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1 IF, in [these] so-great storms of mankind, and amid
assertor cares and calamities, any-one, the vindicator of Faith, gaudet
decoram is-ready to pass an honourable life;
liber His example I will gladly follow; and, the unbiassed
honesti referam cultivator of truth, I will restore my years to the fixed rest of a better life.
Hereafter, more cautiously my barque, driven amid the
solvet syrtes, and the rugged rocks, shall-direct its course ;
temere insequetur and shall incautiously venture-upon no tides of the It-has-been-advantageous to have approached the rage and the maddened waves of the fierce Charybdis ; that it might be a more grateful pleasure at length to visit the harbour.
melius sentiunt integram The weary are - more - sensible - of full rest : Pæan, relictis
adjective (when) the rain is-gone, is restored in-calmness; and Apollo pours-forth his beauteous light.
1 ergo Trusting, then, to the threatening south-west-wind,
superabis wilt-thou-venture-upon the plains of the tumultuous Nereus, and the battles of the winds, and the tyrants
olie of the palace of Eolus?
adj. Does not the grim image of the licentiousness of-theocean deter thee? Nor the terror of the sea to-be-sailed
equitatus through?* Nor that frequent rushing-on by the petulant east-winds?
* Horace, Od. II., 14, 11.
But despisest thou the insolent threats of Eolia, and
subis the anger of the
and enterest - thou - upon the obvios
irretortâ opposing passions of the world with unruffled forehead,
simili and with the same countenance,
With which, being-about-to-walk-through the walls of feriantis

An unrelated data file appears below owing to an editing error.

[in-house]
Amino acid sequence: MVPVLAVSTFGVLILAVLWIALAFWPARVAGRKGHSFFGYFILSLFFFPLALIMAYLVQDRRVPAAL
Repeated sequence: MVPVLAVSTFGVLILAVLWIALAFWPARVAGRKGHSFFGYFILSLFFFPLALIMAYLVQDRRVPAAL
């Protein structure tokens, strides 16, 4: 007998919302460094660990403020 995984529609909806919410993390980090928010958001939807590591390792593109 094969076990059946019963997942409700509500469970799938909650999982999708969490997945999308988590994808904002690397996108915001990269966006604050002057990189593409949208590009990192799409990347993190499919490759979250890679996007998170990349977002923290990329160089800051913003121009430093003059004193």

jugera the glad Tusculum, or the fields of the peaceful Tibur,
Anienis thou-enteredst the cool streams of the Anio ? .
The direful petulance of the water moved by this countenance subsides. Now I see at-a-distance that acclinata ad
decubuisse the waters reclined against the shore are-lulled in gentle repose,
And that the breezes of the slumbering Nereus breathe
Scinde peace. Away-with the delays of the tenacious cables ; perge * animare
velivolis haste to inspire the feet with the sail-filling winds.
* Two dissyllabic words at the end of the third line.
Whoever sails-over the restless waves of the Ægean sea, or in a frail ship attempts the uncertain Adriatic
iniqua through the stormy battles of the Wind ;
fluat If the heaven teem with the sudden shower, or the
agat wave raise the tempestuous mountains, his ship being damnatâ oppressed, he prays for the retirement of calm peace.
Whoever either provokes the Medes with the quiver, or rouses in war the furious bands of the Thracians, and
Gradivo renews the battles of Achilles with the brave Mars ;
Marte He at length prays-for repose ; and, free-from war,
sine nube desires tranquil, cloudless days, and to live a soldier and a general for himself beneath a lowly roof.
vēnit But peace is-to-be-purchased neither by the price of
blandiori allapsu shining ore, nor by the softer stream of the Pactolus,
bracteati nor the streams of the gold-bearing Hermus.
Compare Horace, Od. I
iniquiores Gold has no influence, to dispel the rancorous tumults
discurrunt of the wretched mind, and the cares which flit-around
atria preciosa the palaces of-the-rich.
The same continued.
'Any-one procures repose for himself, who can,
with a , little, satisfy the craving ardour of his mind, and ducere
tenui support his life with a moderate table.
ambitus rerum From him neither an insatiate ambition takes-away his slumbers, nor the base pomp of gold : nor does
turbine rotat care, with its restless eddy, distract his mind.
Why then do we with vain prayers pursue fugitive
metamûr glory, and bound great [projects] by the small space
impetus incitati (of life] ? The course of fleet time Aies;